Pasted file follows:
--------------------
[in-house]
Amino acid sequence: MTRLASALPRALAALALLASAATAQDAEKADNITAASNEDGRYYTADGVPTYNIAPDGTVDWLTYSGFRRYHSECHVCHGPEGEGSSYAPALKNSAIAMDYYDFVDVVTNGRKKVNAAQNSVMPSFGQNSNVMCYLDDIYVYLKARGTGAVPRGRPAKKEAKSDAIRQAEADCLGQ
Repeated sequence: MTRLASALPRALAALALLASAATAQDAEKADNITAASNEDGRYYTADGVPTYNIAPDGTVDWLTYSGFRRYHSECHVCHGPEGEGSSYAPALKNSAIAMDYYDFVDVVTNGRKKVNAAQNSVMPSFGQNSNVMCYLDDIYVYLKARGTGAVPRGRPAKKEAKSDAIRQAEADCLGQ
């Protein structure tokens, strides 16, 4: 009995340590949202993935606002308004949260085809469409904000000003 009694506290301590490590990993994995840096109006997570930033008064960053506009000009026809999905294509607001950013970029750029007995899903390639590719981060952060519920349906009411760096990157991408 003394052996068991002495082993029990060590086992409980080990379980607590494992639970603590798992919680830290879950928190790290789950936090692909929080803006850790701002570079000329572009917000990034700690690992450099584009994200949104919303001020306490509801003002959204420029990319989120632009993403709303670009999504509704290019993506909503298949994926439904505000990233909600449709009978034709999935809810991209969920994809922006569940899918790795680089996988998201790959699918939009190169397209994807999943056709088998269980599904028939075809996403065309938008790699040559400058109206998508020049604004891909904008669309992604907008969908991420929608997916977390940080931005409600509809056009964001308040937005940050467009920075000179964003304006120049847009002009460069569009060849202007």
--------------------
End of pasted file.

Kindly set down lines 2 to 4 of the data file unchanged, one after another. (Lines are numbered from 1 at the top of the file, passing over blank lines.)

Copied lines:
Amino acid sequence: MTRLASALPRALAALALLASAATAQDAEKADNITAASNEDGRYYTADGVPTYNIAPDGTVDWLTYSGFRRYHSECHVCHGPEGEGSSYAPALKNSAIAMDYYDFVDVVTNGRKKVNAAQNSVMPSFGQNSNVMCYLDDIYVYLKARGTGAVPRGRPAKKEAKSDAIRQAEADCLGQ
Repeated sequence: MTRLASALPRALAALALLASAATAQDAEKADNITAASNEDGRYYTADGVPTYNIAPDGTVDWLTYSGFRRYHSECHVCHGPEGEGSSYAPALKNSAIAMDYYDFVDVVTNGRKKVNAAQNSVMPSFGQNSNVMCYLDDIYVYLKARGTGAVPRGRPAKKEAKSDAIRQAEADCLGQ
């Protein structure tokens, strides 16, 4: 009995340590949202993935606002308004949260085809469409904000000003 009694506290301590490590990993994995840096109006997570930033008064960053506009000009026809999905294509607001950013970029750029007995899903390639590719981060952060519920349906009411760096990157991408 003394052996068991002495082993029990060590086992409980080990379980607590494992639970603590798992919680830290879950928190790290789950936090692909929080803006850790701002570079000329572009917000990034700690690992450099584009994200949104919303001020306490509801003002959204420029990319989120632009993403709303670009999504509704290019993506909503298949994926439904505000990233909600449709009978034709999935809810991209969920994809922006569940899918790795680089996988998201790959699918939009190169397209994807999943056709088998269980599904028939075809996403065309938008790699040559400058109206998508020049604004891909904008669309992604907008969908991420929608997916977390940080931005409600509809056009964001308040937005940050467009920075000179964003304006120049847009002009460069569009060849202007």